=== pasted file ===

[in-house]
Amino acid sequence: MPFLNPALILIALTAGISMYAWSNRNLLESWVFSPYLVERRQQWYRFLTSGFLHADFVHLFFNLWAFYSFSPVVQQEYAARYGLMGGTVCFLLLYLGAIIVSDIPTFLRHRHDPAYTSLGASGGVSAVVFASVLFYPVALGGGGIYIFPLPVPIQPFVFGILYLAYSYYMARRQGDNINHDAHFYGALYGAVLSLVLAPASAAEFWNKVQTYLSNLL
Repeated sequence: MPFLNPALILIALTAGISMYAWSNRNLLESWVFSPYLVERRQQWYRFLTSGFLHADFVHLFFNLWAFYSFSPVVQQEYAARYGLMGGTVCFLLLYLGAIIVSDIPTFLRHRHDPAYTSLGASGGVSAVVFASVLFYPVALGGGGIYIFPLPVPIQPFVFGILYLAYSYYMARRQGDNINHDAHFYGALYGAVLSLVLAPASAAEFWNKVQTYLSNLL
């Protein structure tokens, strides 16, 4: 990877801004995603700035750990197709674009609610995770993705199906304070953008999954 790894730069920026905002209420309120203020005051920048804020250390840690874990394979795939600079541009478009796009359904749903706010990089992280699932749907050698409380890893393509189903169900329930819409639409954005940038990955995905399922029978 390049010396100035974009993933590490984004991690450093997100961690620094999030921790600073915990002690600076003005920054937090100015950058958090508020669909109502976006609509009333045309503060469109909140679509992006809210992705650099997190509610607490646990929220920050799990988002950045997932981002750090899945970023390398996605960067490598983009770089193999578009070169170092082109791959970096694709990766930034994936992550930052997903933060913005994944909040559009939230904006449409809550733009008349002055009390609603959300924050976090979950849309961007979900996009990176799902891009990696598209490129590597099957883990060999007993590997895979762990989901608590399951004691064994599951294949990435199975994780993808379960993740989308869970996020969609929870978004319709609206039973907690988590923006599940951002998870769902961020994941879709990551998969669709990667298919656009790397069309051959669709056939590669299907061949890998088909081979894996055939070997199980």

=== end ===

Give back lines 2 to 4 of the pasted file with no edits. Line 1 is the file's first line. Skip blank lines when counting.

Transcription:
Amino acid sequence: MPFLNPALILIALTAGISMYAWSNRNLLESWVFSPYLVERRQQWYRFLTSGFLHADFVHLFFNLWAFYSFSPVVQQEYAARYGLMGGTVCFLLLYLGAIIVSDIPTFLRHRHDPAYTSLGASGGVSAVVFASVLFYPVALGGGGIYIFPLPVPIQPFVFGILYLAYSYYMARRQGDNINHDAHFYGALYGAVLSLVLAPASAAEFWNKVQTYLSNLL
Repeated sequence: MPFLNPALILIALTAGISMYAWSNRNLLESWVFSPYLVERRQQWYRFLTSGFLHADFVHLFFNLWAFYSFSPVVQQEYAARYGLMGGTVCFLLLYLGAIIVSDIPTFLRHRHDPAYTSLGASGGVSAVVFASVLFYPVALGGGGIYIFPLPVPIQPFVFGILYLAYSYYMARRQGDNINHDAHFYGALYGAVLSLVLAPASAAEFWNKVQTYLSNLL
């Protein structure tokens, strides 16, 4: 990877801004995603700035750990197709674009609610995770993705199906304070953008999954 790894730069920026905002209420309120203020005051920048804020250390840690874990394979795939600079541009478009796009359904749903706010990089992280699932749907050698409380890893393509189903169900329930819409639409954005940038990955995905399922029978 390049010396100035974009993933590490984004991690450093997100961690620094999030921790600073915990002690600076003005920054937090100015950058958090508020669909109502976006609509009333045309503060469109909140679509992006809210992705650099997190509610607490646990929220920050799990988002950045997932981002750090899945970023390398996605960067490598983009770089193999578009070169170092082109791959970096694709990766930034994936992550930052997903933060913005994944909040559009939230904006449409809550733009008349002055009390609603959300924050976090979950849309961007979900996009990176799902891009990696598209490129590597099957883990060999007993590997895979762990989901608590399951004691064994599951294949990435199975994780993808379960993740989308869970996020969609929870978004319709609206039973907690988590923006599940951002998870769902961020994941879709990551998969669709990667298919656009790397069309051959669709056939590669299907061949890998088909081979894996055939070997199980």